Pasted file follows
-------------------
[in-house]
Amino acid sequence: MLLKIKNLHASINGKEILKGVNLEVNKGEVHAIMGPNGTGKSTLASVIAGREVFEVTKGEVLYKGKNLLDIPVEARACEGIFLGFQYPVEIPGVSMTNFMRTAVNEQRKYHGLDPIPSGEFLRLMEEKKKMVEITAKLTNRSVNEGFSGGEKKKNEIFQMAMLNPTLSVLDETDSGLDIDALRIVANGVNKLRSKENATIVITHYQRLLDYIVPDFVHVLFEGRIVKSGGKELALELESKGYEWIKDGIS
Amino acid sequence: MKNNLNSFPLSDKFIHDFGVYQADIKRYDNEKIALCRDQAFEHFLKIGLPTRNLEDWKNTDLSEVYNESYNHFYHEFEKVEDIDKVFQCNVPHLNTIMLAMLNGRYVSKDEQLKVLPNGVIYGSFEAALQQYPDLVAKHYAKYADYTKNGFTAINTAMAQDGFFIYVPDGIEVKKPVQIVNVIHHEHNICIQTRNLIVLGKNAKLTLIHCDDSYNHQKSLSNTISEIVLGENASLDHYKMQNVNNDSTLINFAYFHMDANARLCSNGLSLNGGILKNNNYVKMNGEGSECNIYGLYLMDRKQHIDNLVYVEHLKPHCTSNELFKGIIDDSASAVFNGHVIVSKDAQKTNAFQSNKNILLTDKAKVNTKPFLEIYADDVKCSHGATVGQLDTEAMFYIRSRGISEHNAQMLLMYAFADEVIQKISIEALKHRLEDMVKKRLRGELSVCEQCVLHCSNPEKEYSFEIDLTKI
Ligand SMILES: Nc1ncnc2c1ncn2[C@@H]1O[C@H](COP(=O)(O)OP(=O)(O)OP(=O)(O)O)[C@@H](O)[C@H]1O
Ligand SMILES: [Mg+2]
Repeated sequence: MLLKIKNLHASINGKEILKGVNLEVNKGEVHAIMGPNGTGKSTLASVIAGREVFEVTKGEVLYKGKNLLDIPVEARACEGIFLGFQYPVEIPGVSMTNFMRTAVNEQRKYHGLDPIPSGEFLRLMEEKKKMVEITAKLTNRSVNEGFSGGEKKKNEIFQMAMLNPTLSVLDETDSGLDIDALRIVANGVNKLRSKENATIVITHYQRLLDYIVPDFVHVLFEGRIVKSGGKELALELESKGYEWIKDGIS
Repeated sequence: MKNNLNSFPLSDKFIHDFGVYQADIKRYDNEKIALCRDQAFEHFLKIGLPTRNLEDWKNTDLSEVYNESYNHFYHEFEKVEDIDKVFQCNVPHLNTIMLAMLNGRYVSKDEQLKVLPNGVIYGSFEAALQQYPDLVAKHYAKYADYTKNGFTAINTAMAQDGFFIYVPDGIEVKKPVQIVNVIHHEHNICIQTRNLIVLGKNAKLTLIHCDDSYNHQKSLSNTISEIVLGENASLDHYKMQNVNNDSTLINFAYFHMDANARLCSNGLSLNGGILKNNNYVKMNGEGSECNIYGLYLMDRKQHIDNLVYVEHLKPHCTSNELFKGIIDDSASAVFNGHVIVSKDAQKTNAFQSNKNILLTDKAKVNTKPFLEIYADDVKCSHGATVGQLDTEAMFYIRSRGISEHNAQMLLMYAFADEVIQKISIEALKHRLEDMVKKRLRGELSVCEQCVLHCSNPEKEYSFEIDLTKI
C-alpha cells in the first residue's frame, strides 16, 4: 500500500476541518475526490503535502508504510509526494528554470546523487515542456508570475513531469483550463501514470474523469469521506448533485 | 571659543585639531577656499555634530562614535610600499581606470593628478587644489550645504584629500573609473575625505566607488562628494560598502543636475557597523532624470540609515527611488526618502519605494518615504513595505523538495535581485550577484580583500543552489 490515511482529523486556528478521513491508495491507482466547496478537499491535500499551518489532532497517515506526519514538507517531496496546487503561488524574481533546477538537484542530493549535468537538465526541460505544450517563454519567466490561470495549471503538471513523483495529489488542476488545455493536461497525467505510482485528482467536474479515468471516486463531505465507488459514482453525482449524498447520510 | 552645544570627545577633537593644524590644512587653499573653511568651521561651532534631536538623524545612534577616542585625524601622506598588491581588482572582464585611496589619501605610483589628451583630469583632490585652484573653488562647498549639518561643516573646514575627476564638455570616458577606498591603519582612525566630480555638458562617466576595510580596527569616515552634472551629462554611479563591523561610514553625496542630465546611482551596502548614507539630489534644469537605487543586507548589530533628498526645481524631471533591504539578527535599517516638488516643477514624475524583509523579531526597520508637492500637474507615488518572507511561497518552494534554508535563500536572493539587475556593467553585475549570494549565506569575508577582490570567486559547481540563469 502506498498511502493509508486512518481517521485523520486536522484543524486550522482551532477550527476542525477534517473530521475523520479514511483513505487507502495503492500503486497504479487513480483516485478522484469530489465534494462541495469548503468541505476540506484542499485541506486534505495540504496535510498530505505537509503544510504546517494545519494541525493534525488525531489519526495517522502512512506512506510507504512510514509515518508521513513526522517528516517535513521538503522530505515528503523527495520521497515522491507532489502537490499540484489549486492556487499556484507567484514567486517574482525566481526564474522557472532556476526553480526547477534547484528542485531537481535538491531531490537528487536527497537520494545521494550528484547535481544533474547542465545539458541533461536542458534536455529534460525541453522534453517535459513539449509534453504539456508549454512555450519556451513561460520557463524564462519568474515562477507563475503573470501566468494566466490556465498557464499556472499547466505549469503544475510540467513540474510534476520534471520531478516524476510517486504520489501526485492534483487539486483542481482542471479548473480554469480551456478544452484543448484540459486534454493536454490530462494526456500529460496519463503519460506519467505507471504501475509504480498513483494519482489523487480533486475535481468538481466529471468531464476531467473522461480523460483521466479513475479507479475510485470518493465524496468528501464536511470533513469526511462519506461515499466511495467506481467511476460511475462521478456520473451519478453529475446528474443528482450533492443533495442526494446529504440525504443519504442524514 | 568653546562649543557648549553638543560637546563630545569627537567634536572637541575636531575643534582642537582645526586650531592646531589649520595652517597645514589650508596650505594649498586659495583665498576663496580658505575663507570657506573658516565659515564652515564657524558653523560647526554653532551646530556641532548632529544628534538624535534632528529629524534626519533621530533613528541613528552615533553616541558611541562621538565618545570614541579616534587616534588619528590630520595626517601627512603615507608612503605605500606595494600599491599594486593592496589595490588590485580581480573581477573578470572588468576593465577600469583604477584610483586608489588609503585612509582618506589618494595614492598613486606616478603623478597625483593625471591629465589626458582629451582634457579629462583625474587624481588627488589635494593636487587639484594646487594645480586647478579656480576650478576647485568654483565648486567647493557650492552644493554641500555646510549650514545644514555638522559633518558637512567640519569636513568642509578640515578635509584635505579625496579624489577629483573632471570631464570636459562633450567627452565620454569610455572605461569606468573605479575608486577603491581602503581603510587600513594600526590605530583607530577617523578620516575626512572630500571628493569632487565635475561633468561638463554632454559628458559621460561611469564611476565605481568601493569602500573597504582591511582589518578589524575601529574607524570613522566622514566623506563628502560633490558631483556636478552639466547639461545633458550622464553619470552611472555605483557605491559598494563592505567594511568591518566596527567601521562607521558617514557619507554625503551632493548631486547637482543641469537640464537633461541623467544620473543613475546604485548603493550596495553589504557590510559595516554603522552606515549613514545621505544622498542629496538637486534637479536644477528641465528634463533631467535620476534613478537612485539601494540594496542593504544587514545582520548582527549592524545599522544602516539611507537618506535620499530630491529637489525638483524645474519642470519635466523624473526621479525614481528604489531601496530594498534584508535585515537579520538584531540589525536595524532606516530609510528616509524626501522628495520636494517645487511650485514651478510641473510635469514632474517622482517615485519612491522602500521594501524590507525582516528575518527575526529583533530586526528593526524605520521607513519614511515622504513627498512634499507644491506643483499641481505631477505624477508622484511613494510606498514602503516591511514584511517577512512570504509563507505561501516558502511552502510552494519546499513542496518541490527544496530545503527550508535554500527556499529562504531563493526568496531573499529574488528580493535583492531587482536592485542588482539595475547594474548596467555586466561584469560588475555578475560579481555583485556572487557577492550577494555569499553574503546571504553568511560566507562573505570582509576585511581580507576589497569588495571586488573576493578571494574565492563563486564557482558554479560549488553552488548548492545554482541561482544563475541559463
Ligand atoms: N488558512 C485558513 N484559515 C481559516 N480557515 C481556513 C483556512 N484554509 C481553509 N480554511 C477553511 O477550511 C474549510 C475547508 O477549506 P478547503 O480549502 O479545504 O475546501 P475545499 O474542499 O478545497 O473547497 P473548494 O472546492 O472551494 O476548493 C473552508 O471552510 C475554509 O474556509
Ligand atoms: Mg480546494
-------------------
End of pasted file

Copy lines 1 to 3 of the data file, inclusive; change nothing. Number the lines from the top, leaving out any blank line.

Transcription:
[in-house]
Amino acid sequence: MLLKIKNLHASINGKEILKGVNLEVNKGEVHAIMGPNGTGKSTLASVIAGREVFEVTKGEVLYKGKNLLDIPVEARACEGIFLGFQYPVEIPGVSMTNFMRTAVNEQRKYHGLDPIPSGEFLRLMEEKKKMVEITAKLTNRSVNEGFSGGEKKKNEIFQMAMLNPTLSVLDETDSGLDIDALRIVANGVNKLRSKENATIVITHYQRLLDYIVPDFVHVLFEGRIVKSGGKELALELESKGYEWIKDGIS
Amino acid sequence: MKNNLNSFPLSDKFIHDFGVYQADIKRYDNEKIALCRDQAFEHFLKIGLPTRNLEDWKNTDLSEVYNESYNHFYHEFEKVEDIDKVFQCNVPHLNTIMLAMLNGRYVSKDEQLKVLPNGVIYGSFEAALQQYPDLVAKHYAKYADYTKNGFTAINTAMAQDGFFIYVPDGIEVKKPVQIVNVIHHEHNICIQTRNLIVLGKNAKLTLIHCDDSYNHQKSLSNTISEIVLGENASLDHYKMQNVNNDSTLINFAYFHMDANARLCSNGLSLNGGILKNNNYVKMNGEGSECNIYGLYLMDRKQHIDNLVYVEHLKPHCTSNELFKGIIDDSASAVFNGHVIVSKDAQKTNAFQSNKNILLTDKAKVNTKPFLEIYADDVKCSHGATVGQLDTEAMFYIRSRGISEHNAQMLLMYAFADEVIQKISIEALKHRLEDMVKKRLRGELSVCEQCVLHCSNPEKEYSFEIDLTKI